Slowly… from the South – a compendium of South African progressive rock
A 2 disc compilation of South African classic prog rock from 1970-2008 including many artists previously unavailable on CD. This official release is artist and label approved and has been re-mastered with rare artist photos and information. Highlights include Hawk’s “Slowly towards the North suite”, Canamii’s ‘Come and fly”, The Third Eye’s epic “Awakening“ and many more.
Prog is a four-letter word..right? So are ‘rock’, ‘jazz’ and ‘folk’, these genres combined with classical and blues, are the foundation stones of what music scribes like to call ‘progressive music’ or ‘prog’. From rock’s emergence in the ’60s as a cultural force to be reckoned with, there have been artists and groups that have sought to push the boundaries of music, to step outside the box and blaze new musical frontiers without a nod to the crass pop commercialism of the ‘industry’. Far from the acid-drenched musical meanderings of the mid to late 60’s San Franciscan psychedelic rock experience, musicians globally, and in particular in the prog crucible of the United Kingdom, were creating challenging new music. Experimenting with abstract time signatures, unpredictable chord changes, and incorporating influences from around the globe including Indian, Celtic, Arabic, and African sounds, a new, thought-provoking genre was born. In the UK, bands like Yes, Gentle Giant, Jade Warrior, Gravy Train, Audience, and the like influenced hordes of emerging bands across the world.
In the early 70’s South Africa was in its third decade of self-inflicted political and cultural isolation. Despite a concerted effort by the then Nationalist government to ‘protect the youth’ by blocking the flow of progressive cultural ideas via a series of bannings, restrictions and high import tariffs, rock music per se, and all it represented managed to reach these Southern shores and inseminate a flowering homegrown rock revolution….Although some groups simply emulated the sounds of their international counterparts, some South African bands embraced their African roots, drawing on homegrown melodic and rhythmic structures, meshing them with European influences and producing a heady variant of progressive music that fits snugly alongside their international compatriots.
“Slowly …from the South” showcases the cream of South African prog rock of the last 40 years. Tucked inside you will hear the music of some of South Africa’s heavyweight musical sons & daughters, some familiar and others only recognised in name but never heard outside these southern shores, until now. Although it documents predominantly the 70’s and 80’s it also includes several current artists who are blazing new frontiers in progressive music.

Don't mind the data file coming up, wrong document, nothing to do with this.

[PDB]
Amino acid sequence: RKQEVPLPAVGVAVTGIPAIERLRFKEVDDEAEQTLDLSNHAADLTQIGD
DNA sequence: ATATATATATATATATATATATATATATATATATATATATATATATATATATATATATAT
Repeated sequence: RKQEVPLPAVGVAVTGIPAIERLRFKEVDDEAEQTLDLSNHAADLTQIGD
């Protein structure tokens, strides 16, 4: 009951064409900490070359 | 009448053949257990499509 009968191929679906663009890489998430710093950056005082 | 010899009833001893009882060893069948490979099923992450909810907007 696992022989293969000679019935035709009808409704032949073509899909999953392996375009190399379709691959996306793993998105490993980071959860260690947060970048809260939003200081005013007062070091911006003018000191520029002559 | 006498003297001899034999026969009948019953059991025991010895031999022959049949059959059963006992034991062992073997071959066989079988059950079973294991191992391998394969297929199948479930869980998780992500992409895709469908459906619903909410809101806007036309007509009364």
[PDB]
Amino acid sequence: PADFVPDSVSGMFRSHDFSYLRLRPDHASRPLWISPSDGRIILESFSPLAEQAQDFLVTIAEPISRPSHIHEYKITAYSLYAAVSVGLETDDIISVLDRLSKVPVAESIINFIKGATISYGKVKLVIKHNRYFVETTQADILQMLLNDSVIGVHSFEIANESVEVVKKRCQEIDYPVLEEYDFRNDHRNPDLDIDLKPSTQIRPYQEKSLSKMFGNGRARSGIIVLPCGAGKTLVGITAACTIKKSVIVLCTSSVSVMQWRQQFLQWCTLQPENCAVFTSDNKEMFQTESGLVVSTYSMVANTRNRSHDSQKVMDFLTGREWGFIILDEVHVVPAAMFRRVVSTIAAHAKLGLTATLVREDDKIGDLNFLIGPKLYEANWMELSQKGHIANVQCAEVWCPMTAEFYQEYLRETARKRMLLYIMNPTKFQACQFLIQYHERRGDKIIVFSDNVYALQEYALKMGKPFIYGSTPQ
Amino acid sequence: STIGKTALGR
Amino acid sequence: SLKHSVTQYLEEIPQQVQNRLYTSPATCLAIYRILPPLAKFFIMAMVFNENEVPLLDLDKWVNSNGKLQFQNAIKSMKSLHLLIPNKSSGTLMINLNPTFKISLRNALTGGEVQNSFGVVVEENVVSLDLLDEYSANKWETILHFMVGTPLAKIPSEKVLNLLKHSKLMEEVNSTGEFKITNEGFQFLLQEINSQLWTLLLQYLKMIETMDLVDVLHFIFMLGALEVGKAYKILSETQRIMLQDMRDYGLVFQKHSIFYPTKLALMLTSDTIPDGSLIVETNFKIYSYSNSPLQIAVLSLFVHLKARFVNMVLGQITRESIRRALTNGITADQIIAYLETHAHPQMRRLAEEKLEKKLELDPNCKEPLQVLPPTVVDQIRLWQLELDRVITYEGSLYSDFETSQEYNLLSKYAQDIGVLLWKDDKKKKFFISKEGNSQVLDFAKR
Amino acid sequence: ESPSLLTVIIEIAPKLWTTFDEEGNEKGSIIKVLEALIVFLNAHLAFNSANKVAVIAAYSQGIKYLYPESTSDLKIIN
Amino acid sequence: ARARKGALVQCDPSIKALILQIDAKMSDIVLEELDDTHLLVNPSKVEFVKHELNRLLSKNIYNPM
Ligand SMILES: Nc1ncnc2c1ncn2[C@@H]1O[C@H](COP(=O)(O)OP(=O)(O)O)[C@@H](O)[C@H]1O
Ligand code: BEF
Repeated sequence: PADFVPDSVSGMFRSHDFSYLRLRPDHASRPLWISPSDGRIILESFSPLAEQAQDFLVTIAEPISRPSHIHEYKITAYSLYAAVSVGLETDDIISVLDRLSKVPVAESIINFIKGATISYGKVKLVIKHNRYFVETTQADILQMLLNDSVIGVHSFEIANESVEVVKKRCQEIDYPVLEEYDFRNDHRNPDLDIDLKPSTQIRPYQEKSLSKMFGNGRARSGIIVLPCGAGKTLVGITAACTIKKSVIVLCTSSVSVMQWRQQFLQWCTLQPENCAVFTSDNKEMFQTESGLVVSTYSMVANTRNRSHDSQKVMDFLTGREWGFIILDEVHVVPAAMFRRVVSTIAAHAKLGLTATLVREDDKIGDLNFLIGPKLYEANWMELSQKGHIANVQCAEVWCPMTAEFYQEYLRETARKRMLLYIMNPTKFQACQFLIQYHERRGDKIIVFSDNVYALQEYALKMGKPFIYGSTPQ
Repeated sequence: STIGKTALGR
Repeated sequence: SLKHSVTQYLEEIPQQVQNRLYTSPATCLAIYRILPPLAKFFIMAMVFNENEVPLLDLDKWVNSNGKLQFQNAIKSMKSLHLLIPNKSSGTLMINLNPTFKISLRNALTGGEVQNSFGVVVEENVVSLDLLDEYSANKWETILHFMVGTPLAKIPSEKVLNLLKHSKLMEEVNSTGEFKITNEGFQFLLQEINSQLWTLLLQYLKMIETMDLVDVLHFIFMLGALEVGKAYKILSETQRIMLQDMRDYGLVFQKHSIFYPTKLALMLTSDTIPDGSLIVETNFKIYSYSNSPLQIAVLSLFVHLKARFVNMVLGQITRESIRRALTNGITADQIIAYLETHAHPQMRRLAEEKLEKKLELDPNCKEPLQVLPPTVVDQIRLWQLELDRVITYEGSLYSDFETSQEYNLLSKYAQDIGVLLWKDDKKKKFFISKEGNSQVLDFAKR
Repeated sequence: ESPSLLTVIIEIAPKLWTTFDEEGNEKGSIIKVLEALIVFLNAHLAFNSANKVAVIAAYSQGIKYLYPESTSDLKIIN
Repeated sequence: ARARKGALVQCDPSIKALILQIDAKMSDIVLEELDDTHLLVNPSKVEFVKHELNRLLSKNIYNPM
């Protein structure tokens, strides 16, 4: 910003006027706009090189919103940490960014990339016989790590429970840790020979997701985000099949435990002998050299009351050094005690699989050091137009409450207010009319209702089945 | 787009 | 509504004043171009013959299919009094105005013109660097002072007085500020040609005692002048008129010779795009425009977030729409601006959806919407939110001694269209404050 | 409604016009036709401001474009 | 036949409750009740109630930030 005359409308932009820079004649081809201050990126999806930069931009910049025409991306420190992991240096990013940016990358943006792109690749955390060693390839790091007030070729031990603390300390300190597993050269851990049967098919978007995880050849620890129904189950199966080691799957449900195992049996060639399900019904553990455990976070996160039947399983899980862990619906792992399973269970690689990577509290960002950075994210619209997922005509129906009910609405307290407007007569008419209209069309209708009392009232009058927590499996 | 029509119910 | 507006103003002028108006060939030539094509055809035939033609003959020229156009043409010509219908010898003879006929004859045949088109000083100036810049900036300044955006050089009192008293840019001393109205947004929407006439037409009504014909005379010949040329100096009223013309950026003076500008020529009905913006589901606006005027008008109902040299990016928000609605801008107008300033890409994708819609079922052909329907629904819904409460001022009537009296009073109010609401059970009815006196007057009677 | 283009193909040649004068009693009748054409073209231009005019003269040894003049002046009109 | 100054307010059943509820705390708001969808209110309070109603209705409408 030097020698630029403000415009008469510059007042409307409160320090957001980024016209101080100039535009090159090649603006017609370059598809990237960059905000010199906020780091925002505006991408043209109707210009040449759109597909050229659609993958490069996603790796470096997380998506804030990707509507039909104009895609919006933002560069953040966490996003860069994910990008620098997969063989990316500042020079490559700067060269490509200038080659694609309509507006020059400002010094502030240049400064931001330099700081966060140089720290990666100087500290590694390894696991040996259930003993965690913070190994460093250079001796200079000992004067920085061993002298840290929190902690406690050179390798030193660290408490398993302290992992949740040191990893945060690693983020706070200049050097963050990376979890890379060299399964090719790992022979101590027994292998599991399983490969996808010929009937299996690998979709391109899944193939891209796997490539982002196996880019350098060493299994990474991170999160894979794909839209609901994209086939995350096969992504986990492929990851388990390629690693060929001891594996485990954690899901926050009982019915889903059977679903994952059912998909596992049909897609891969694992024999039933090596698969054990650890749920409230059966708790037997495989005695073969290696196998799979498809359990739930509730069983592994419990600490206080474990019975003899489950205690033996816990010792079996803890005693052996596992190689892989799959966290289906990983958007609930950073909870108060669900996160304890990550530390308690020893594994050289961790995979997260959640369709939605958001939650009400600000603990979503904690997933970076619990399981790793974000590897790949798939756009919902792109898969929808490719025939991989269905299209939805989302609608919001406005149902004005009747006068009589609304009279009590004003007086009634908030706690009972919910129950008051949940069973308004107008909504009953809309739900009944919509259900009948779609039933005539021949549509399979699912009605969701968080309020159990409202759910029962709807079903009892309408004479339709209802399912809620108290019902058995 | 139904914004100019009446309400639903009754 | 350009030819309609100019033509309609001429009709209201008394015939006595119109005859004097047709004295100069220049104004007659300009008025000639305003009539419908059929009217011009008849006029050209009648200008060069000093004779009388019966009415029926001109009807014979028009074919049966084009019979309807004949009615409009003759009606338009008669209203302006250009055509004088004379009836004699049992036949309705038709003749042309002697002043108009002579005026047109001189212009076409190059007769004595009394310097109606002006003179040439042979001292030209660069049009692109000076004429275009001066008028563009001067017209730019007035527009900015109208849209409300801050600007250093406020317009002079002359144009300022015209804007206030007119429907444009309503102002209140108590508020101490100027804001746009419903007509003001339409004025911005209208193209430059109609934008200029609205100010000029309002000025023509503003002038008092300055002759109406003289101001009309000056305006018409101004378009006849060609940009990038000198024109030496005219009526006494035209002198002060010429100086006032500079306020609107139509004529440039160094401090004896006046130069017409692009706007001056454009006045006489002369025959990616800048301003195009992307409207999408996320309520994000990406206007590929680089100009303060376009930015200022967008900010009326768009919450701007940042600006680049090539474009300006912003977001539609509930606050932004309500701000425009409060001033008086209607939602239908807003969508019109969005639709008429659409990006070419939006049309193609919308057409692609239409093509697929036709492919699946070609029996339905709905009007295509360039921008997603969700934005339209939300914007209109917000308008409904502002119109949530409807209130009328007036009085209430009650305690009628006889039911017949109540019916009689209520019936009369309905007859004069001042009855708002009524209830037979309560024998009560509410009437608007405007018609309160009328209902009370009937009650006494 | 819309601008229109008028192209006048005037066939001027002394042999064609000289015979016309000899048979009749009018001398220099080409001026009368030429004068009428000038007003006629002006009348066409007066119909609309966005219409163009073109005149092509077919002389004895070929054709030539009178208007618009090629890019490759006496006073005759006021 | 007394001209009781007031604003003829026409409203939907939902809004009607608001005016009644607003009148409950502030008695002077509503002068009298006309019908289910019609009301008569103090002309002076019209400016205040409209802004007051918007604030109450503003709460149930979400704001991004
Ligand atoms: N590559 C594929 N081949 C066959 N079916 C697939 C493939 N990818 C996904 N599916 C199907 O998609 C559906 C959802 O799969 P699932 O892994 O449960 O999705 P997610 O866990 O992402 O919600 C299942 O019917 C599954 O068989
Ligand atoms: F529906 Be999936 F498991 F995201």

“Slowly….” is the culmination of close to two years of research and planning, tracking down long-lost masters, photos, and information, at times akin to a Sherlock Holmes investigation… The concept credit really belongs to Tertius Louw, who is rightly regarded worldwide as the ‘Rosetta Stone’ of South African popular music. Without his knowledge, extensive music, and pictorial database this release would not have seen the light of day… Benjy Mudie March 2009
“This double cd compilation is unique in its kind. It is the first indigenous compilation set that showcases the cream of South African musicians who explored both jazz and prog rock genres during the seventies and beyond. A number of the artists also enjoyed international presence with their musical output and the tracks appearing on this cd were taken from sought-after albums that are fetching exorbitant prices on E-Bay these days”. Tertius Louw
Special thanks to Tertius Louw and Brian Currin who have been of tremendous assistance on the project. Of course, the real thanks go to the many artists and groups whose music is permanently etched in these discs. Additional thanks to Leon Economides, Rob Allingham, Veronica Adamou, David Masters, Patric van Blerk, Ankha, Mel Botes, Piet Botha, Duncan Mackay, Tully McCully, Rob Cowling, Neill Solomon, Terry Dempsey, Peter Cooke, Paul Ditchfield, Peter Hanmer, Warrick Sony, David Masters, Steve Linnegar.
Mastered by Gary Crause @ Legend Studios.
Photos: The Retro Archive, Tertius Louw, Paul Ditchfield, Peter Hanmer, Duncan Mackay, Warrick Sony, Ankha, David Masters, Brian Currin, Piet Botha, Mel Botes.
Project managed by Benjy Mudie;
Duncan Mackay’s Chimera – Morpheus (edit) (1974)
With its intricate time signatures and virtuoso performance Duncan Mackay’s ‘Chimera’, recorded in 1973/4, is a brilliant slice of 70s keyboard-based progressive rock that rivals that of Rick Wakeman, Keith Emerson, and Patrick Moraz. From the album “Chimera”; Written and produced by Duncan Mackay, published by Duncan Mackay. Licensed courtesy of Duncan Mackay.